Iowa’s Biggest Loser? The Polls. Again.

Justin Sullivan/Getty Images
Justin Sullivan/Getty Images

If you recall, the polls blew the mid-term elections in 2014, the polls really blew the highly-publicized Virginia Senate race, the polls in Israel greatly under-estimated Benjamin Netanyahu’s most recent victory, the polls completely whiffed on the conservative win in Britain, and now the polls have blown the Iowa Caucus.

On the GOP side, every recent poll out of Iowa showed Trump as the victor. In the Real Clear Politics poll of polls, Trump was up by an average of +4.7 points. Polls predicted Trump winning with 28.6% support. He ended up in second place with just 24.3% support.

Marco Rubio was predicted to come in third with just 17% support, and ended up almost thumping Trump with a whopping 23.1%.

Cruz was supposed to come in second with 24%, he ended up winning the day with 27.7%.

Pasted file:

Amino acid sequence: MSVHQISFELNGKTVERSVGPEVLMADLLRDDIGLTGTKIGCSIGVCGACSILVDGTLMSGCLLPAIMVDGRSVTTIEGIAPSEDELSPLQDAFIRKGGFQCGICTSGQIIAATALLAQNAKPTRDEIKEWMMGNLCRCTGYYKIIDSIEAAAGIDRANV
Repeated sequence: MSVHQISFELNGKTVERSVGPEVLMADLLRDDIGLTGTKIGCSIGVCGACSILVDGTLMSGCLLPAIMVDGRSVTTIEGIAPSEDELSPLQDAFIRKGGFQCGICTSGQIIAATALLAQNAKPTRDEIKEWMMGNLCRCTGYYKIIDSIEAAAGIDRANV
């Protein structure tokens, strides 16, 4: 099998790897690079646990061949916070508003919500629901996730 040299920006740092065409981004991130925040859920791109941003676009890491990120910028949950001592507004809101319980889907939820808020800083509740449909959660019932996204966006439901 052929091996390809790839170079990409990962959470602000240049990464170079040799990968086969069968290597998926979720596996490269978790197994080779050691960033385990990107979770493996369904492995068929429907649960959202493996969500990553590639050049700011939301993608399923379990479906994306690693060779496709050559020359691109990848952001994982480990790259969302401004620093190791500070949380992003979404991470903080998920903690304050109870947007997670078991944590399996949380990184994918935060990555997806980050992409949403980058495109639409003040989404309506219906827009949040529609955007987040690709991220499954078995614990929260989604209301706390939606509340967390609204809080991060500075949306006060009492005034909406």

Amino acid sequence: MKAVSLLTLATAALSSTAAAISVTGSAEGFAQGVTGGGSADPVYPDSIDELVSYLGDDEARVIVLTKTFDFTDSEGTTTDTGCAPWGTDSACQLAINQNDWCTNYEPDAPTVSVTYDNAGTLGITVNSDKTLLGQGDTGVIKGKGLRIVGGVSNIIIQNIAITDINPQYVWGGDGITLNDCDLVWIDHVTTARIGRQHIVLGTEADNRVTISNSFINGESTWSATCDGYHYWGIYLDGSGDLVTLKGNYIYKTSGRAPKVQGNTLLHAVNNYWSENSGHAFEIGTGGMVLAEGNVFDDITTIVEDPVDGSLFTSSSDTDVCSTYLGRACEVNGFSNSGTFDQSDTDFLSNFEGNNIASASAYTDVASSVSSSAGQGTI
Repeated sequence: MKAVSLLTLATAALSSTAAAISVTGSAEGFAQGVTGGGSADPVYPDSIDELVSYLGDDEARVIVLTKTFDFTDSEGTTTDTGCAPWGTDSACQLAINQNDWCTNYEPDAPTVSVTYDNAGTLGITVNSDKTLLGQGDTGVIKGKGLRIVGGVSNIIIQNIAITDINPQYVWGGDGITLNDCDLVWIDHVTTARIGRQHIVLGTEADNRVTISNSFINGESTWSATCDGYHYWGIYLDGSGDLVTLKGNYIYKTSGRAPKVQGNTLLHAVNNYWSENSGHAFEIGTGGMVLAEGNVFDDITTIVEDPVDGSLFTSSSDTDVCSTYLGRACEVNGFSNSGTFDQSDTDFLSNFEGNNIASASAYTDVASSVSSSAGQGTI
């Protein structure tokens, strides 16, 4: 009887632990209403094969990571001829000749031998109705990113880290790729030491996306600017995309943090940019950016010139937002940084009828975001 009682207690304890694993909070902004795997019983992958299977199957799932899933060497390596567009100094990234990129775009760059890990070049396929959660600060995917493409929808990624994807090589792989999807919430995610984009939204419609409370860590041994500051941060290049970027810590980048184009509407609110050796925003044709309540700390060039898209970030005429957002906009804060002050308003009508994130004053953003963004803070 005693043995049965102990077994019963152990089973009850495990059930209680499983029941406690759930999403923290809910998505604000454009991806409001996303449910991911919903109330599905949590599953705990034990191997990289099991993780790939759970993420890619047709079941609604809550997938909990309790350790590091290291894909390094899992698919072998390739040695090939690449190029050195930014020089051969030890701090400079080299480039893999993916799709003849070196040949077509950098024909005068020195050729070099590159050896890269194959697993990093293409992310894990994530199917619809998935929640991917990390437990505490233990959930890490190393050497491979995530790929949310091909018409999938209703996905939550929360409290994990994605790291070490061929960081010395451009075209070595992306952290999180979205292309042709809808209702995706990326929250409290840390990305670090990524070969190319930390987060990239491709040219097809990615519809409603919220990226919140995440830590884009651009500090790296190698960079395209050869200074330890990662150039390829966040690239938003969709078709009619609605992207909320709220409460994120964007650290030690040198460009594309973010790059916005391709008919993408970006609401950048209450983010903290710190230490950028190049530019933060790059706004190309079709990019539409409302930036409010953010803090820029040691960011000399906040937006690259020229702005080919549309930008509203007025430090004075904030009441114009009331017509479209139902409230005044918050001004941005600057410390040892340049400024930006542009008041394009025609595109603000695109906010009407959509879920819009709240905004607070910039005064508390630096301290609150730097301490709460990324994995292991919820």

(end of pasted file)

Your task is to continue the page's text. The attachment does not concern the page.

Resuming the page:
These are big misses.

The polling was equally bad for Democrats. According to the Real Clear Politics poll of polls, Hillary Clinton was soundly beating Bernie Sanders by an average of +4 points. The race ended up in a virtual tie.

The thing, though, is that this is good news — very good news. Over the last few election cycles, the DC Media have used polling as a means to control the national political conversation, and, by extension, the ultimate outcome. If the polls are seen as unreliable, so too will any narrative or message built on them.

Take yesterday’s media conventional wisdom that said higher turnout would benefit Trump. The exact opposite happened. Republicans enjoyed a record turnout in Iowa but Rubio and Cruz were the beneficiaries. On the Democrat side, the media told us a low turnout would benefit Hillary. Again, the exact opposite happened. Turnout was much lower in Iowa than in 2012 and Bernie came thisclose to an upset.

Voters scoffing at polls, at anything that sets any kind of Narrative or conventional wisdom, at anything used by our media overlords as a means of control, is good for our democracy.

Freedom is most free when it is messy and unpredictable.


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